Does Abercrombie and Fitch represent cool kids?


Take a busy shopping centre and one can’t fail to notice something from the set of The Good, The Bad and The Ugly, no signs, no labels, no sing of life, darkness and little clue as to what was inside yet alone which brand. I was informed that the Western inspired wonder was Abercrombie & Fitch. 

Here is a brand which is so elite it needs no introduction, no labels and no signs. For us mere mortals walking past it remains a cloudy mystery for which I am glad to say I have never ventured inside. Abercrombie’s attitude derives from CEO Mike Jeffries and Robin Lewis, author of The New Rules of Retail discuss how:  

“He doesn’t want larger people shopping in his store, he wants thin and beautiful people…He doesn’t want his core customers to see people who aren’t as hot as them wearing his clothing. People who wear his clothing should feel like they’re one of the ‘cool kids.’”

I am not a ‘cool kid,’ I have never been a cool kid and probably never will be. I am however a consumer and after being outraged on hearing the news that Abercrombie & Fitch consider anything above a size 10 undesirable, I resigned myself to the unfair world of exclusion.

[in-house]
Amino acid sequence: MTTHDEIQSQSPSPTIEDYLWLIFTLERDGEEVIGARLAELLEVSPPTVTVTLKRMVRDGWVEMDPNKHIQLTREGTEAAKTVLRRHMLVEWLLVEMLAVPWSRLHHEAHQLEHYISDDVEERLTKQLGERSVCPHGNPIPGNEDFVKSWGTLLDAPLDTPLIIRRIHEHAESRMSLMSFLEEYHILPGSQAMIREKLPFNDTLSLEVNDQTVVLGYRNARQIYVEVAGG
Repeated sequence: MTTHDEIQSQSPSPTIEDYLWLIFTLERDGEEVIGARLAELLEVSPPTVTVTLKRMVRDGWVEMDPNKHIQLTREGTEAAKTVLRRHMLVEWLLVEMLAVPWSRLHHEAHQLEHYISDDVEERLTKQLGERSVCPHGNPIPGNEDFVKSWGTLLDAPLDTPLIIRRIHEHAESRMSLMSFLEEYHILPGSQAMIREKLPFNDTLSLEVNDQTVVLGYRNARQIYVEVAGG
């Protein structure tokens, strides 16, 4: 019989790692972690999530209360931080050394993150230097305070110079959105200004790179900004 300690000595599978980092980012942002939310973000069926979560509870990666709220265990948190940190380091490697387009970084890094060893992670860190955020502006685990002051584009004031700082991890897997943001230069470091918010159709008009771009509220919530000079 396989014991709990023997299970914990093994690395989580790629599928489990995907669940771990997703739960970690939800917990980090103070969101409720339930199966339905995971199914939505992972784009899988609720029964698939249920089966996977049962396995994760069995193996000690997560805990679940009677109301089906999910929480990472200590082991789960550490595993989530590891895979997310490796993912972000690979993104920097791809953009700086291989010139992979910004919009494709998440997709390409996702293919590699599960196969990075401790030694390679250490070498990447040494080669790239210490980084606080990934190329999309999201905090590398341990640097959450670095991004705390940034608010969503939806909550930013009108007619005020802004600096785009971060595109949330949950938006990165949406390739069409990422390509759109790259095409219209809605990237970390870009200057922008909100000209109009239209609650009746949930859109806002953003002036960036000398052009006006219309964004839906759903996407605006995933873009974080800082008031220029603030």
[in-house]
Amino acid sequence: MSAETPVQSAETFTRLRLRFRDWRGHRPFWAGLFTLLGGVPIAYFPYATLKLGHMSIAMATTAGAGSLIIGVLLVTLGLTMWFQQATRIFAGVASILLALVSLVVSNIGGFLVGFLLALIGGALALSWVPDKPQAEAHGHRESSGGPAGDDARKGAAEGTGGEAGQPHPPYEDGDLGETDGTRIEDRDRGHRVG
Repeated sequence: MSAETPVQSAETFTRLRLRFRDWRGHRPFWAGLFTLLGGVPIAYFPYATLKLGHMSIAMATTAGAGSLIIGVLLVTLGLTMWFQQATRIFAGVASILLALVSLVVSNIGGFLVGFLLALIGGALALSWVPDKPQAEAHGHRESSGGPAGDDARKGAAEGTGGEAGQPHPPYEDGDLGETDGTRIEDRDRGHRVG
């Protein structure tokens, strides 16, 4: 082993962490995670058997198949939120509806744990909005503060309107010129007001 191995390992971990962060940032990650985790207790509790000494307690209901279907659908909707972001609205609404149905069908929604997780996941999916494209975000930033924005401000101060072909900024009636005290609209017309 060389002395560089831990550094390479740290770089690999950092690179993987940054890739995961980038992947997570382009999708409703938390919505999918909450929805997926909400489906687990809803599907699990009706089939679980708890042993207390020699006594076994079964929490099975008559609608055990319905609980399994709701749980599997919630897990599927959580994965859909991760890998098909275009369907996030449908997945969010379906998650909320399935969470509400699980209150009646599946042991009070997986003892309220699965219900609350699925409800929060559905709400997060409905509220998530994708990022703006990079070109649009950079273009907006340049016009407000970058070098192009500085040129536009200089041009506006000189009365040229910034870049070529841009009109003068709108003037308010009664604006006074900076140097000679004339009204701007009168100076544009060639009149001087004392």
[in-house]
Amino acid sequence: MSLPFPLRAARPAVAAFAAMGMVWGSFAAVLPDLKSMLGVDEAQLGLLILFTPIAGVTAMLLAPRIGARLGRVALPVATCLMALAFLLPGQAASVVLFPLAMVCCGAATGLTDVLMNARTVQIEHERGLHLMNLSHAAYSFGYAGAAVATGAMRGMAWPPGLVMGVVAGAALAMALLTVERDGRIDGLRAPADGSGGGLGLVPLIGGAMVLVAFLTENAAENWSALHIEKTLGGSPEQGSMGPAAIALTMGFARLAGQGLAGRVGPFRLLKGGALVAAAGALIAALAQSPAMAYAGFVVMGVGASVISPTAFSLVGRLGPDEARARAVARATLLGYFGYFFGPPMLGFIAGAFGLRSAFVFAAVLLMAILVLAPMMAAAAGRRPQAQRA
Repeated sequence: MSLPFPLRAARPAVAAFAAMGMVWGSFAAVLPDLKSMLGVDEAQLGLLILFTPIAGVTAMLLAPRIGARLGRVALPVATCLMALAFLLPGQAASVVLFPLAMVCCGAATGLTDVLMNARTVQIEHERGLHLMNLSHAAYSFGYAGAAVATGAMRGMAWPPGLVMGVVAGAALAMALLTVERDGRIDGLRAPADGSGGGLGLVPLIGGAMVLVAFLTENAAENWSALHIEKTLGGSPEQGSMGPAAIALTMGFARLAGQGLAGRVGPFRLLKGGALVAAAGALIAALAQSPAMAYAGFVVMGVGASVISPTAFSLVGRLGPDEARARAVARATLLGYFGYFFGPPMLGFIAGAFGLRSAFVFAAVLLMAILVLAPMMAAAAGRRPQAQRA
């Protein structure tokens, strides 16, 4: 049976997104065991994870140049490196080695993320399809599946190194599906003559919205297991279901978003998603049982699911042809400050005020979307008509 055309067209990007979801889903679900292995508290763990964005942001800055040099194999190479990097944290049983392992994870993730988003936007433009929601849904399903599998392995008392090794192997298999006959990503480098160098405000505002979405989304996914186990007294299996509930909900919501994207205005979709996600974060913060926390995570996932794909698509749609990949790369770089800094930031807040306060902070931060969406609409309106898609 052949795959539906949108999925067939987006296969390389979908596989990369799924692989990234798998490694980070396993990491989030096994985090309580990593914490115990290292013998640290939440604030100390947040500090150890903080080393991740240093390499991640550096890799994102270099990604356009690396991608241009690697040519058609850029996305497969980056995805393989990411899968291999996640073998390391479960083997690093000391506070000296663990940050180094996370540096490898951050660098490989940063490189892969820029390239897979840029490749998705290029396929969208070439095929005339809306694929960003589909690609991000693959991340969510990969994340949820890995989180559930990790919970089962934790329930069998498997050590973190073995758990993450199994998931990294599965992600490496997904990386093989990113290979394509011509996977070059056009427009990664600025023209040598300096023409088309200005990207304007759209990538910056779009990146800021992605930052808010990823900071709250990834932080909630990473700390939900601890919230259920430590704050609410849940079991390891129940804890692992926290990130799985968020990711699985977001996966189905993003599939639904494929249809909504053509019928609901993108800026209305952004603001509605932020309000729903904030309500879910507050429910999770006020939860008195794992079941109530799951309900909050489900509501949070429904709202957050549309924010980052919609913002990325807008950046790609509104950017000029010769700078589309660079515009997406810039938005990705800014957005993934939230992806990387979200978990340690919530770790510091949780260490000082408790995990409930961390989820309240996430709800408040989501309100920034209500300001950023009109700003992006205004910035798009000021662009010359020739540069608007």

Are we exclusionary? Absolutely. Those companies that are in trouble are trying to target everybody: young, old, fat, skinny. But then you become totally vanilla. You don’t alienate anybody, but you don’t excite anybody, either.

Is there anything wrong with being exclusive?
Yes, all the fatties out there will be shouting and cursing, but the truth is that exclusion is everywhere. Being five foot ten and a size 12 I am excluded from the Petite ranges in 95% of High Street stores, I also can’t shop in Evans or Plus size specialist but does anybody cry out for the exclusion of the average? No. Does anybody complain about the Women’s Institute whose membership is exclusively female? No. How about the extremely biased NHS who spend millions on specialised equipment to move forty stone flabbies, whilst other individuals are refused life-saving cancer treatment because it is deemed too expensive. Exclusion is everywhere.

Cool Kids
I do not welcome this exclusion, or any exclusion, but Abercrombie & Fitch are good at what they do. They have never targeted over sixties with elasticated waists or cushioned sandals and never will. By opening their biased mouths they have very cleverly outraged a nation whilst ensuring that their commercially beautiful customers sit smugly in their designer clothes resisting the urge to waste more money by visiting their nearest Abercrombie & Fitch store to confirm their own need to be one the ‘cool kids’. Genius marketing like this puts Abercrombie & Fitch at the top of the fashion ladder as all up and coming wannabe’s desperately strive to be a ‘cool kid’ which equates in being able to shop at Abercrombie & Fitch.

Please note: Anyone really offended by Abercrombie & Fitch should a) Get over themselves and b) Check out how the CEO resembles something from Lord of the Rings.

Have your say on Abercrombie and Fitch and Mike Jeffries’ remarks in the comments section below, on Facebook or on Twitter.